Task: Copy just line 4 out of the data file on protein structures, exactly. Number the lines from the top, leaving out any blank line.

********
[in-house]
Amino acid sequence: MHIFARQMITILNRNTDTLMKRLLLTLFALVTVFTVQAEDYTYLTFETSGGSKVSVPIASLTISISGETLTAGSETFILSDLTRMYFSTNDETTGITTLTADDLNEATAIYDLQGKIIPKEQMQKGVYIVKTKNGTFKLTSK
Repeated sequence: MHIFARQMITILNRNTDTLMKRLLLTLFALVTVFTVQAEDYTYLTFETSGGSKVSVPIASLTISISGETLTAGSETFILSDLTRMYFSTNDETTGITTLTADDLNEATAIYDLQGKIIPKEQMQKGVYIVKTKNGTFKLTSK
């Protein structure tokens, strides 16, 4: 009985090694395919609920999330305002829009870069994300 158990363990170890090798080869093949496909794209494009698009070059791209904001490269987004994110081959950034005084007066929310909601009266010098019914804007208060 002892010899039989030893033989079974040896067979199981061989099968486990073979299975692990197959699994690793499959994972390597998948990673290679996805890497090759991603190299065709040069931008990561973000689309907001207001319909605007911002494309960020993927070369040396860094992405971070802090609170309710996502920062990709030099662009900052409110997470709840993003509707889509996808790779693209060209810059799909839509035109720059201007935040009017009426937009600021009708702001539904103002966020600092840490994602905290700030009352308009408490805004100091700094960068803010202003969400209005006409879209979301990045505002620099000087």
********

């Protein structure tokens, strides 16, 4: 009985090694395919609920999330305002829009870069994300 158990363990170890090798080869093949496909794209494009698009070059791209904001490269987004994110081959950034005084007066929310909601009266010098019914804007208060 002892010899039989030893033989079974040896067979199981061989099968486990073979299975692990197959699994690793499959994972390597998948990673290679996805890497090759991603190299065709040069931008990561973000689309907001207001319909605007911002494309960020993927070369040396860094992405971070802090609170309710996502920062990709030099662009900052409110997470709840993003509707889509996808790779693209060209810059799909839509035109720059201007935040009017009426937009600021009708702001539904103002966020600092840490994602905290700030009352308009408490805004100091700094960068803010202003969400209005006409879209979301990045505002620099000087």